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Balance Sheet Ratio

UNDERSTANDING BALANCE SHEETS

Balance Sheet Ratio: Every financial statement reader should know

The balance sheet is one of the significant documents that is analyzed in a business. Balance sheets give a glimpse of the company’s financial position: we can see in the balance sheet the company’s cash position, assets, debts (short term and long term) and other obligations.

With the aid of some handy computations which can be gathered from the balance sheet, a company can better interpret their financial status. The following examples include the most common balance sheet ratios used to analyze the balance sheet:

CURRENT RATIO

The current ratio can be calculated as current assets divided by current liabilities. It measures the company’s ability to meet its upcoming liabilities as to when they mature.

We can calculate a business Current Ratio by utilizing the data presented on the balance sheet.

QUICK RATIO

Another helpful balance sheet metric is the Quick Ratio which is identified as a more rigorous way of analyzing the liquidity of the company.

The quick ratio is similar to the current ratio except that it takes inventory out of the equation. Its for the reason that inventory carried on the balance sheet does not necessarily mean it can be converted to cash at the book value. It assumes that inventory is slower to convert to cash than other liquid assets and it indicates the relationship between the amount of assets that can quickly be turned into cash versus the amount of current liabilities.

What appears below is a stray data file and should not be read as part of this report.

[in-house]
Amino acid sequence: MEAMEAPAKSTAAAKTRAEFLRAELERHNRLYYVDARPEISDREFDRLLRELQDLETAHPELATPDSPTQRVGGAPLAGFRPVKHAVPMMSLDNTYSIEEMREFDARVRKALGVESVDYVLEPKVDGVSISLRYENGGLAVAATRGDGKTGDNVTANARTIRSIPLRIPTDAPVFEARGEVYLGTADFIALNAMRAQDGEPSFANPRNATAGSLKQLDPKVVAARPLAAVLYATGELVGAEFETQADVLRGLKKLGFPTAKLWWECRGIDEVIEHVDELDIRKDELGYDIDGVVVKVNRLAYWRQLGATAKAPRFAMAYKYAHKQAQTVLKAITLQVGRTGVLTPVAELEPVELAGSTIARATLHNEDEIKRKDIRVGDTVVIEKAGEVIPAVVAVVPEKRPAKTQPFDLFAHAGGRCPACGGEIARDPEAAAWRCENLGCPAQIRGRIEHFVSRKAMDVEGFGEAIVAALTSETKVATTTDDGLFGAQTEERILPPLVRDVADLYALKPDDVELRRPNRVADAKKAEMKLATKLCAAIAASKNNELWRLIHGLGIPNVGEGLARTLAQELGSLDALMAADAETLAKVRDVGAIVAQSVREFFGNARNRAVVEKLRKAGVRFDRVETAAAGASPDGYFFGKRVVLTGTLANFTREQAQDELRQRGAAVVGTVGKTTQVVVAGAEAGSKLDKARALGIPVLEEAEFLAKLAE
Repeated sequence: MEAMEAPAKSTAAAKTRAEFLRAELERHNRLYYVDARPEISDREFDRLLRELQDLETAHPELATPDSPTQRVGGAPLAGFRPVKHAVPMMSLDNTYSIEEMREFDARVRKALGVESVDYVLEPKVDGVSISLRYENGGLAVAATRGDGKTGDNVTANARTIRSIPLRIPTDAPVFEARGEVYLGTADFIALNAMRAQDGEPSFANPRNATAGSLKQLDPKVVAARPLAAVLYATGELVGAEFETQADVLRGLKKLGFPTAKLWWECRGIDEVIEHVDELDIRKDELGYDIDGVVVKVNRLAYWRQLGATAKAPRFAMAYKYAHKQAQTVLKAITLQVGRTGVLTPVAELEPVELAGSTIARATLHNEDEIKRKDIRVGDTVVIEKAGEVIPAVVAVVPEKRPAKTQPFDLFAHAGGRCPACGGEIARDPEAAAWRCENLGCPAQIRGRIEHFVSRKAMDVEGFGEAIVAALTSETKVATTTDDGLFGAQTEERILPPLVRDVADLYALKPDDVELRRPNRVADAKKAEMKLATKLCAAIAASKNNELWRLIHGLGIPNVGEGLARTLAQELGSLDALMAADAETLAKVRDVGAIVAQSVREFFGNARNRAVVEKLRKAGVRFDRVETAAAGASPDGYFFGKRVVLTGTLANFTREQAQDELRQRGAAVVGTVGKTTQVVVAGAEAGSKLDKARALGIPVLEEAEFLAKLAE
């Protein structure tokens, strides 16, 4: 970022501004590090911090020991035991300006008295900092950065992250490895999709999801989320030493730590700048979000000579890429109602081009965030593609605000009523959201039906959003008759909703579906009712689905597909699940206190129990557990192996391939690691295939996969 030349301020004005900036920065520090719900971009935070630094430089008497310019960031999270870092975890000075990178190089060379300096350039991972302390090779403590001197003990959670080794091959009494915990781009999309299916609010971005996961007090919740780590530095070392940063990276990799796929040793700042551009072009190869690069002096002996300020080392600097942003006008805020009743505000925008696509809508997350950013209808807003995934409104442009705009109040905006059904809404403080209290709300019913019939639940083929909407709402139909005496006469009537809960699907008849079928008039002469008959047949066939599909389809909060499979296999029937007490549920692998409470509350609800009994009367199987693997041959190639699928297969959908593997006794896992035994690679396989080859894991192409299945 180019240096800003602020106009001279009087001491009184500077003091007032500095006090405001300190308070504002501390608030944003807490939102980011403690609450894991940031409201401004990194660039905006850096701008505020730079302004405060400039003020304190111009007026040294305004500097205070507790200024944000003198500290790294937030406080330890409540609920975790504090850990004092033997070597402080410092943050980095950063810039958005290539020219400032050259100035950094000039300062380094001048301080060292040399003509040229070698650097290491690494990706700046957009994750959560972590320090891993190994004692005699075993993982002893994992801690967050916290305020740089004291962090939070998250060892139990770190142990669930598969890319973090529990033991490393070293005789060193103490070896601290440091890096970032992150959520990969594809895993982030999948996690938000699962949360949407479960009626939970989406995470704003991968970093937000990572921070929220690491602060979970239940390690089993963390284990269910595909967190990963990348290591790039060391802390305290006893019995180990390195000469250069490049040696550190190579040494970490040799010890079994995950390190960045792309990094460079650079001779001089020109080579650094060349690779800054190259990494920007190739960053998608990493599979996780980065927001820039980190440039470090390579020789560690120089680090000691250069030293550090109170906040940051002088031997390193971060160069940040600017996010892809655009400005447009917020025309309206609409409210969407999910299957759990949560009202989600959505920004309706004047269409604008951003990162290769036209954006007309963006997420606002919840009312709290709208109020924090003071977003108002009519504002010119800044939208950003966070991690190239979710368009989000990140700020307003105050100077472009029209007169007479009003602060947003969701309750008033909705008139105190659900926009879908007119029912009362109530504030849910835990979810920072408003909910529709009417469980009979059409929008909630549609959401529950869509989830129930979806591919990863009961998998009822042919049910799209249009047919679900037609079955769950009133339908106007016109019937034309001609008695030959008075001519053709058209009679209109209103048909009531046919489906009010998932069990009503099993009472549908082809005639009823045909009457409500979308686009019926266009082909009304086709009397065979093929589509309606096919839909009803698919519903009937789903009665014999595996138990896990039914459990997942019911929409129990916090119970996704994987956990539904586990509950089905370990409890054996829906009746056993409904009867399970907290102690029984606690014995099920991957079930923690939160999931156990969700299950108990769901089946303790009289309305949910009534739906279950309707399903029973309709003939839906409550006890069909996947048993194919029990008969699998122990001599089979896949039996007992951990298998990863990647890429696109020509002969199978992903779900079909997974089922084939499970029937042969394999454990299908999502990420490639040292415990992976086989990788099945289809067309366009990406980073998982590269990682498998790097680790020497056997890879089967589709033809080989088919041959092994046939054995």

DEBT TO EQUITY

One of the most important ratios that can be derived from a balance sheet is the debt-to-equity ratio. The debt-to-equity ratio shows which proportion the company to finance its assets and operations. It is reflected in the balance sheet which shows to what extent the company is dependent upon debt and is calculated by dividing the total debt to total shareholder’s equity:

 

INTERNAL EQUITY RATIO

Internal Equity Ratio (which can be extracted from the balance sheet) measures how well the company is using its shareholder’s investments to generate profits and is calculated by dividing the total shareholder’s equity by total assets. Thus, all the assets and equity disclosed in the balance sheet are covered in the equity ratio calculation.

Higher equity ratios are considered a positive sign for companies because it means that the company is worth investing in. Consequently, a higher ratio means that the company is sustainable and has less chances of having future loans.

On the other hand, a low equity ratio is not necessarily bad for the business. It just shows that if the business is profitable, the ROI could also be high. However, if the company’s result is unprofitable, the interest expense associated with the debt could affect the cash flow.

Prospect investors prefer to regard a high equity ratio since it means that a company is well-managed.

From the information obtained in the balance sheet, we can calculate the equity ratio using this formula:

CONCLUSION

Balance sheet ratios compare the different line items on a balance sheet in order to infer the liquidity, efficiency and financial structure of a business.

These calculations serve as a guide to better understand a company’s financial status and balance sheet. By analyzing the information found in the balance sheet and apply the quick calculations discussed in this article, we can expect a better understanding of the company’s performance in general.

Get in touch today to get a free ratio review for your company.

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